Influences

King Solomon loved many foreign women in addition to Pharaoh’s daughter: Moabite, Ammonite, Edomite, Sidonian, and Hittite women from the nations that the Lord had told the Israelites about, “Do not intermarry with them, and they must not intermarry with you, because they will turn you away ⌊from Me⌋ to their gods.” Solomon was deeply attached to these women and loved ⌊them⌋. He had 700 wives who were princesses and 300 concubines, and they turned his heart away ⌊from the Lord⌋.

When Solomon was old, his wives seduced him ⌊to follow⌋ other gods. His heart was not completely with the Lord his God, as his father David’s heart had been. Solomon followed Ashtoreth, the goddess of the Sidonians, and Milcom, the detestable idol of the Ammonites. Solomon did what was evil in the Lord’s sight, and unlike his father David, he did not completely follow the Lord.

At that time, Solomon built a high place for Chemosh, the detestable idol of Moab, and for Milcom, the detestable idol of the Ammonites on the hill across from Jerusalem. He did the same for all his foreign wives, who were burning incense and offering sacrifices to their gods. (1 Kings 11:1-8)

Those we love and care about can lead us astray faster than anyone. God knows what peer pressure does to us. We want to be loved, we want to be accepted, we want to do what we can to make those we’re with happy. The fear of losing those we love combines with our desire to make them happy and can lead us to make the wrong choices. It is easy to be more influenced by those we are with—those we can see and touch—than by someone as abstract to us as God usually is. Even a child who loves his parents can be led to make foolish choices when they aren’t around and the right choice would result in social ostracism from the friends they are with, or the child fears that it might. Human beings are social creatures, and we fear losing that connection with those around us.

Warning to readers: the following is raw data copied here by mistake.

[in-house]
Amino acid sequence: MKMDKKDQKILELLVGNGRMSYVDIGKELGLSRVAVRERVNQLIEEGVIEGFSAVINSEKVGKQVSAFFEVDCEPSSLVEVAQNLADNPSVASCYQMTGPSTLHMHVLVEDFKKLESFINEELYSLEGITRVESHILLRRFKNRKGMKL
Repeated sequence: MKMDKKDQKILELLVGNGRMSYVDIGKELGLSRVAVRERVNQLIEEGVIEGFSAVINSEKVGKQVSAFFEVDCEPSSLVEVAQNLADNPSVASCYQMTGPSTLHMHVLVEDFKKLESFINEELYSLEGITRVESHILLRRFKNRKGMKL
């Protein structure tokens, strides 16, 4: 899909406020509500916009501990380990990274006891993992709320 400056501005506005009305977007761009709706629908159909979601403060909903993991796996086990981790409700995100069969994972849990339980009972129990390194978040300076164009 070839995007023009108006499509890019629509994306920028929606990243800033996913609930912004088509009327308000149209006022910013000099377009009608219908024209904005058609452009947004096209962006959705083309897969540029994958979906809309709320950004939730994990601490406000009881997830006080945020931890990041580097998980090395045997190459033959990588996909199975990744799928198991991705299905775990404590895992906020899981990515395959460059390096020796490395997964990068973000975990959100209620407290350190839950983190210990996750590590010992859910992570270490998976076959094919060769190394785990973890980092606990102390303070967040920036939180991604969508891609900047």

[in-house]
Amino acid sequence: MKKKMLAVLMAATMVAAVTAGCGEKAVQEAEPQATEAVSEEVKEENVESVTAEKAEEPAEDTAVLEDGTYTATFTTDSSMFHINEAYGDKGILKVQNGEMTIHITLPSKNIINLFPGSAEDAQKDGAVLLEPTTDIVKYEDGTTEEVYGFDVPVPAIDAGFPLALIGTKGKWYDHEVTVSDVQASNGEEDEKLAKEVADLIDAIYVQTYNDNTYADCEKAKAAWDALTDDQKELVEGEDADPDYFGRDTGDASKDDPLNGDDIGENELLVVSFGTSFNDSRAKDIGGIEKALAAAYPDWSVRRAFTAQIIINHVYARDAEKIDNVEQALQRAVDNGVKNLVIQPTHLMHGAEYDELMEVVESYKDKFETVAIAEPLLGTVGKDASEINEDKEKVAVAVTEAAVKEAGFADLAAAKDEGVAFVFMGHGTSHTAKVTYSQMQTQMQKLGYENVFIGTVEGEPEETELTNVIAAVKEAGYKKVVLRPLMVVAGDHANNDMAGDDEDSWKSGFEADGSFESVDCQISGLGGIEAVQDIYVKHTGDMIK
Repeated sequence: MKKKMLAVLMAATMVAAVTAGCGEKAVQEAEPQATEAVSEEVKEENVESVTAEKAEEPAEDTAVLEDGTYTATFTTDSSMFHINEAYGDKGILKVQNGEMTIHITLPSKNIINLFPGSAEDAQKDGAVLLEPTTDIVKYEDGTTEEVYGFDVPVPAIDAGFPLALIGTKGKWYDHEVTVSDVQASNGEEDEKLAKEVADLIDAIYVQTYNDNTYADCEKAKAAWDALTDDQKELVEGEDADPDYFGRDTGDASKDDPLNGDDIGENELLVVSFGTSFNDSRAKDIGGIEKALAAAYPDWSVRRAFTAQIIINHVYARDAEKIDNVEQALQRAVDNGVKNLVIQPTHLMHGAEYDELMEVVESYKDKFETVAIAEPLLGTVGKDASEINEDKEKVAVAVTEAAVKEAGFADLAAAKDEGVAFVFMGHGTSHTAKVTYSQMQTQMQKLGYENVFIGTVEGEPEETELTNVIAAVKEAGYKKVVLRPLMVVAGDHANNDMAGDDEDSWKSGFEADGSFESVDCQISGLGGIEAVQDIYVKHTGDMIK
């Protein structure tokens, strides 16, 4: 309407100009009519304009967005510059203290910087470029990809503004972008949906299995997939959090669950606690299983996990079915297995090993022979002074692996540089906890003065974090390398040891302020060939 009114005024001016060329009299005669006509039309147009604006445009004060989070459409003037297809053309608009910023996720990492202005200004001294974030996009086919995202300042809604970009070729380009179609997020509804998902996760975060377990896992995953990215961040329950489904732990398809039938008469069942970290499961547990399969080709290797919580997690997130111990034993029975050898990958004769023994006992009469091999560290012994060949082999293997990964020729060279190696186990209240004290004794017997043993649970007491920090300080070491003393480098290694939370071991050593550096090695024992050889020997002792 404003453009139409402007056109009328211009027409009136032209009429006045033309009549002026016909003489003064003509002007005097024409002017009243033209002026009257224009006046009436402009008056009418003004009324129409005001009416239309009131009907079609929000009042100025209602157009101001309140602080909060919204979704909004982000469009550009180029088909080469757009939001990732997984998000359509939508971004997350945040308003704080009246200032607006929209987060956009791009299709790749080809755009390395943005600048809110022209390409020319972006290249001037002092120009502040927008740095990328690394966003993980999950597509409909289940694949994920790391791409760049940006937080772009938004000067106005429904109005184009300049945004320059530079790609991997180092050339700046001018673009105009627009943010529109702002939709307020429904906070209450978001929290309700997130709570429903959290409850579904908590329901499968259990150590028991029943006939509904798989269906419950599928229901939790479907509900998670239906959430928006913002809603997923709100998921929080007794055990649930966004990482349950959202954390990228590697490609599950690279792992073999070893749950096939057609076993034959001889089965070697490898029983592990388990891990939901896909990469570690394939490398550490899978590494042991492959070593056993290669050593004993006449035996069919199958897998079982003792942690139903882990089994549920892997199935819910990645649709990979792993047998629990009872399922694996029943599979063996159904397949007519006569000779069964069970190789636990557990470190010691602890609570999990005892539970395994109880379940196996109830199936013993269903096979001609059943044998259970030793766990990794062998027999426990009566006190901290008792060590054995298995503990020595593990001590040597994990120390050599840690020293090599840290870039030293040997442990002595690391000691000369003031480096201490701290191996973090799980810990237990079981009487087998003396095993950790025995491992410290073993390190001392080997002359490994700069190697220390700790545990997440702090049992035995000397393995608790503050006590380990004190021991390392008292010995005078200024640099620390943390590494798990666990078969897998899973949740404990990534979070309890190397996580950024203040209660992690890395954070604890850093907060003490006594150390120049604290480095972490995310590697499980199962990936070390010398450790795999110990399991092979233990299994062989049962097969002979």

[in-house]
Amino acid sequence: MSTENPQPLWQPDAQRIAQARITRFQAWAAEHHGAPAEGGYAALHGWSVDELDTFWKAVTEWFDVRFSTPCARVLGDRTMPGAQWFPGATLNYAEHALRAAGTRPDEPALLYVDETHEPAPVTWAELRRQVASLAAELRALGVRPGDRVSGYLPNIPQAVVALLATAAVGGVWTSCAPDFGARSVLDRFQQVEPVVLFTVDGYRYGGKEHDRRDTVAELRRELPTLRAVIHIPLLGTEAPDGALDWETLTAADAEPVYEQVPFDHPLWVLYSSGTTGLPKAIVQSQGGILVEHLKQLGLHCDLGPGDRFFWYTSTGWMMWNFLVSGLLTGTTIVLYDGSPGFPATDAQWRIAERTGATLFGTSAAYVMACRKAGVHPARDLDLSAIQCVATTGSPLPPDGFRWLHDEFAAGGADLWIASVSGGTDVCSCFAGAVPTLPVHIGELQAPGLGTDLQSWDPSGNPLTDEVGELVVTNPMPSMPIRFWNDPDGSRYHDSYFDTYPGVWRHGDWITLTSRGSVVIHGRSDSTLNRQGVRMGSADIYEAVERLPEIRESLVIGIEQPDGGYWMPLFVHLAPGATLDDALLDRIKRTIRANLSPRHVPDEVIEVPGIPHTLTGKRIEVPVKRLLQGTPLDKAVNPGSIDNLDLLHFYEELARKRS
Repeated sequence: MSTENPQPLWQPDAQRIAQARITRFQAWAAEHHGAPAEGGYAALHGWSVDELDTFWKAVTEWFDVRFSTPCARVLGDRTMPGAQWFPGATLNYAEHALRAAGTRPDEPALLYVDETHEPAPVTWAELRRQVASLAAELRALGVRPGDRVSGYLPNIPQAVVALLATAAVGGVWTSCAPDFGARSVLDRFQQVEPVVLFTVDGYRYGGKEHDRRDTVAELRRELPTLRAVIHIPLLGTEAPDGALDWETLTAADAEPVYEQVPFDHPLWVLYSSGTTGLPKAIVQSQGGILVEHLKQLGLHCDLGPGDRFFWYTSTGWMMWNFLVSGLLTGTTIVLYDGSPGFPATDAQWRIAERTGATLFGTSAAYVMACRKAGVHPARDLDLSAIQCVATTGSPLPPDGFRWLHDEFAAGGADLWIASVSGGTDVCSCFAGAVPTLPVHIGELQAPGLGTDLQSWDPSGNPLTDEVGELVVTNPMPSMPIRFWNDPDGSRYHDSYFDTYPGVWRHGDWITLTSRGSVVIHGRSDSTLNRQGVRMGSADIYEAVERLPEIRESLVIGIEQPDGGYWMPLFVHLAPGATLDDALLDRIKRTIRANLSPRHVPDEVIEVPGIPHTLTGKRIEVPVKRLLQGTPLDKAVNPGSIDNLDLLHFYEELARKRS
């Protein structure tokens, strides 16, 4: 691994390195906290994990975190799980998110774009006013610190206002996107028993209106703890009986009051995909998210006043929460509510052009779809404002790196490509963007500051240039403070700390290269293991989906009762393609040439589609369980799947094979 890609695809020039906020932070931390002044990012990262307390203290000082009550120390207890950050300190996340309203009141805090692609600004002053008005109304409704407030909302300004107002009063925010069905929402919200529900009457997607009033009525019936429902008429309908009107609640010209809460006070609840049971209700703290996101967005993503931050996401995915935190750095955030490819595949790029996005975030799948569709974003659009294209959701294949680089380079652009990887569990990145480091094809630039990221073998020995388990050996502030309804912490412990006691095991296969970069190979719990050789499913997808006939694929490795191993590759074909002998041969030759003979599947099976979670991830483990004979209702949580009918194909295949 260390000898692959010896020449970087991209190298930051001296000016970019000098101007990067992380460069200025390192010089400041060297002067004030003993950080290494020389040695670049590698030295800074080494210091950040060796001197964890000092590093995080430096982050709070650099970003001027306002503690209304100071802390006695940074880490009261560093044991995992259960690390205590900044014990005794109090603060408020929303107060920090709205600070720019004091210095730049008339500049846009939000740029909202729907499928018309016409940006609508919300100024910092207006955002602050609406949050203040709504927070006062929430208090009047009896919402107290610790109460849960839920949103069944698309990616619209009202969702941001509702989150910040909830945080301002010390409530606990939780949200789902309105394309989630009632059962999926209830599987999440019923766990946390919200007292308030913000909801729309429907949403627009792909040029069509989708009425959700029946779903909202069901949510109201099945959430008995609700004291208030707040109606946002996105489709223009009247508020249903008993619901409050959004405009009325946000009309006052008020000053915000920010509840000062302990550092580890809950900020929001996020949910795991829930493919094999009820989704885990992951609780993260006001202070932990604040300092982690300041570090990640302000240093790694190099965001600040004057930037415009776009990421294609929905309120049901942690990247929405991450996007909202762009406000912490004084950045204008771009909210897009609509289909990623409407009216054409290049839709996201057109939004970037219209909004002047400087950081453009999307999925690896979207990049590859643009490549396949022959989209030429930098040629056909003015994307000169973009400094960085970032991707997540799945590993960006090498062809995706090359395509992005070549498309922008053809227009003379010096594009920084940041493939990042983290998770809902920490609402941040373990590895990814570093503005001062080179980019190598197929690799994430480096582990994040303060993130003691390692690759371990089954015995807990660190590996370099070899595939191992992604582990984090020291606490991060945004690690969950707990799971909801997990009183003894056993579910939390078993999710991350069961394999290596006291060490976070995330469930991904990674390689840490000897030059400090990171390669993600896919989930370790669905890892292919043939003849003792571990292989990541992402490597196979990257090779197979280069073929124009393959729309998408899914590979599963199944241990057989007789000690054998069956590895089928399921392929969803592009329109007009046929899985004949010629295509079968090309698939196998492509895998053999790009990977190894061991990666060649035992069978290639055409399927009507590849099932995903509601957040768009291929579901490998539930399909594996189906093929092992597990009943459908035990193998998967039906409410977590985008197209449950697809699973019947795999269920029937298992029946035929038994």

Solomon’s relationships with many women were more complicated than most. Not only was the social dynamic at work: he genuinely cared for these women—but there was politics at play as well. Marriages with foreign women, the daughters or sisters of neighboring rulers, solidified treaty obligations and guaranteed peace and trade. If he didn’t keep these women happy, not only might he lose their affections, he might also lose a lot of money and prestige—and he might face war.

God understood the problems relationships could cause. That’s why he warned Solomon and the Israelites in general against involving themselves in romantic relationships with non-Israelites who did not accept the exclusive worship of God. Those we are with influence us—for good or bad. How real God is to us makes a big difference in our behavior.

Send to Kindle

About R.P. Nettelhorst

I'm married with three daughters. I live in southern California and I'm a deacon at Quartz Hill Community Church. I spent a couple of summers while I was in college working on a kibbutz in Israel. In 2004, I was a volunteer with the Ansari X-Prize at the winning launches of SpaceShipOne. Member of Society of Biblical Literature, American Academy of Religion, and The Authors Guild
This entry was posted in Bible, Religion, Theology. Bookmark the permalink.

Leave a Reply

Your email address will not be published. Required fields are marked *